Chemistry Matters Inc. in conjunction with Statvis Analytics Inc. just hosted an invitation only event for select clients at Rodney's Oyster Bar this past week. The informal venue allowed great conversation along with the enjoyment of fish, seafood and raw oysters all while providing some informative science and future plans for where the two companies are going.
In addition to hosting everyone at the local restaurant, we also had a live webinar going for those that were too far to make it or could not make it in person. Other than a few technical glitches, it seemed to work very well.
We had great feedback from all those that attended online and in person
The event included 6 presentations.
The first presentation was by Lacey Harbicht who presented on how to identify natural salinity on your site using statistics and fingerprinting. This feature is now newly added to the data exploration component of Statvis. Salinity can drive the remediation costs of a site. Salinity drivers such as EC and SAR (electrical conductivity and sodium absorption ratio) can be poor for your site due to the natural conditions of the soil. This talk described how to identify those natural conditions then use them to modify the remedial guidelines to save money and will not put unimpacted soil in a landfill.
The second presentation by Court Sandau described some of the surprises that occurred on CMI projects in the past. The talk summarized the history of natural toluene in CMI projects and how CMI developed a method to unequivocally identify natural toluene at your site. This was published in a recent peer reviewed scientific paper . The talk went on to describe how muskeg and peat can generate not only natural toluene by also false positives for F3 which can cause soil exceedances of F3 in your field program. If you have a site with toluene and F3 exceedances and you are in peat or muskeg, DO NOT use Tier 1 guidelines. Modify the guidelines or remediation requirements by demonstrating natural sources. Again, will save money and will not put unimpacted soil in a landfill. Also, little known secret, when you are measuring PAHs in sediment, make sure you understand the background sources.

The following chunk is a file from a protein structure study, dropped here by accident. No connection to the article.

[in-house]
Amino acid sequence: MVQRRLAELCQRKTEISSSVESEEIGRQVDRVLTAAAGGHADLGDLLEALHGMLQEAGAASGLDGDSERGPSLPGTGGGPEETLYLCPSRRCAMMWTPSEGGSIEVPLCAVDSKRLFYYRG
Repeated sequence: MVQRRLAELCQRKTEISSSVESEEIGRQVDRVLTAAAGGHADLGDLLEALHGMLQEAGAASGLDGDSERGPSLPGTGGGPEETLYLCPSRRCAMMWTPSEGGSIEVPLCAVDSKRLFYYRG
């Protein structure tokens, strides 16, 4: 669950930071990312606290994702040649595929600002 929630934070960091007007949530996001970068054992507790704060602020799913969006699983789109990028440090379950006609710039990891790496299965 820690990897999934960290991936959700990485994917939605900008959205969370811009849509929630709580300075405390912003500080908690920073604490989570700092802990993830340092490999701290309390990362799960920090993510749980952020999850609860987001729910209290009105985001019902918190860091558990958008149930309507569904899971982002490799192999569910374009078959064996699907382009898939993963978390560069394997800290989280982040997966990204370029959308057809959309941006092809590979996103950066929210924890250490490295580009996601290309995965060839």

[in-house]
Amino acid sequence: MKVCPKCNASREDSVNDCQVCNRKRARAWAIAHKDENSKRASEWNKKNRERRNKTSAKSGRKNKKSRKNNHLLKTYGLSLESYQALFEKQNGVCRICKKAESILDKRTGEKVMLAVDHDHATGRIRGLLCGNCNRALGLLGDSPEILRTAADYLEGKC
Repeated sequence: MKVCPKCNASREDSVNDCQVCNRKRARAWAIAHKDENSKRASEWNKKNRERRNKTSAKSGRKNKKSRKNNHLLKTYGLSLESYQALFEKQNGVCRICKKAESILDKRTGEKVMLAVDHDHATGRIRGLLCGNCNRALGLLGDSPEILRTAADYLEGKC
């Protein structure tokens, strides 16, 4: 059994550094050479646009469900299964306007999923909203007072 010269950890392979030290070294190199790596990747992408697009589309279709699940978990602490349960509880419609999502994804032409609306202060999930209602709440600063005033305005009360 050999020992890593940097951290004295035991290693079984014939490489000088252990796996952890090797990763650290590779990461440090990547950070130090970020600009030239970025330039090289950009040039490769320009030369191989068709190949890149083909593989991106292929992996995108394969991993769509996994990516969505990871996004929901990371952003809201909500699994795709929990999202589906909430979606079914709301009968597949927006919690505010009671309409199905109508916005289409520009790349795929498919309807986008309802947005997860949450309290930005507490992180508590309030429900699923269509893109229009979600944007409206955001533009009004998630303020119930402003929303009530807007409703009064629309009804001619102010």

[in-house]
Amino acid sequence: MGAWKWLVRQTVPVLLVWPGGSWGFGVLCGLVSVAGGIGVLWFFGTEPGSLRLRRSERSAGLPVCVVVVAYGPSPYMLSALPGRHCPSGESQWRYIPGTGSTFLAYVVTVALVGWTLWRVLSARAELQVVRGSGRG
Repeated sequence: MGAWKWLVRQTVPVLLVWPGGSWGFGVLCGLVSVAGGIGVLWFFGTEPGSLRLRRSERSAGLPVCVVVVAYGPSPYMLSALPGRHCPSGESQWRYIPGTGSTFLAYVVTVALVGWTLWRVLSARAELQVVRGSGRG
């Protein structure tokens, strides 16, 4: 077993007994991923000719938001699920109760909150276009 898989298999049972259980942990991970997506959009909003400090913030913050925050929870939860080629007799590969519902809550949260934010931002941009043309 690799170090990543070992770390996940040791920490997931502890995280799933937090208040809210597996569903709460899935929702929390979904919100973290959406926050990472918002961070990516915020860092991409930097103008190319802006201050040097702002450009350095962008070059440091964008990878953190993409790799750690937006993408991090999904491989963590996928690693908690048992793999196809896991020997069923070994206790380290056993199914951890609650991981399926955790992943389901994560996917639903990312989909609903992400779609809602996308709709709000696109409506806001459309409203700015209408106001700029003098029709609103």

The third presentation by Lisa Kates discussed the use of advanced analytical techniques to help your investigations. Dr. Kates presented on the use of 2D-GC-TOFMS and 2D-GC-FID to help
solve arsonous wildfires, chemical fingerprinting of gasoline, condensate and most petroleum hydrocarbons mixtures using real case studies. 2D-GC has the ability to separate and characterize any complex mixture. Once you have the data, now the key is knowing what to do with it and how to use it. Ask us how!
The fourth and fifth presentations were by Paul Fuellbrandt and Khalid Lemzouji of Statvis Analytics Inc. Paul's presentation covered how Statvis works and how using Statvis techniques and the data that is likely currently available for your site will allow you to save remediation costs and get your sites to closure. In just 10 months, we have saved our clients over $7.5M in unnecessary remediation costs. The numbers speak for themselves. If you have a site that seems to be going no where fast and the remediation numbers seem high, give us a call and let us have a look. Khalid's presentation described the concept of Statvis and where we are going with the product. Simply said - you had to be there to get this insider information.
The last talk of the day was by Court Sandau. Big data is upon us, even in the environmental industry. All contamination has a pattern, find it! The key to many projects is using as much of the data as possible (unlock the data jail), understanding the contaminants and patterns (environmental forensics) and then communicating what that means for the site. Communication is key and it absolutely must be visual. The presentation demonstrated how a complex data set can be put through a visual data exploration tool to allow scientists to understand the data and then use that same tool to communicate the results with stakeholders. Interactive and visual communication of science.
The afternoon of oysters and science went over very well. We will definitely consider doing this again soon. Stay tuned to our social media channels and blog for upcoming events.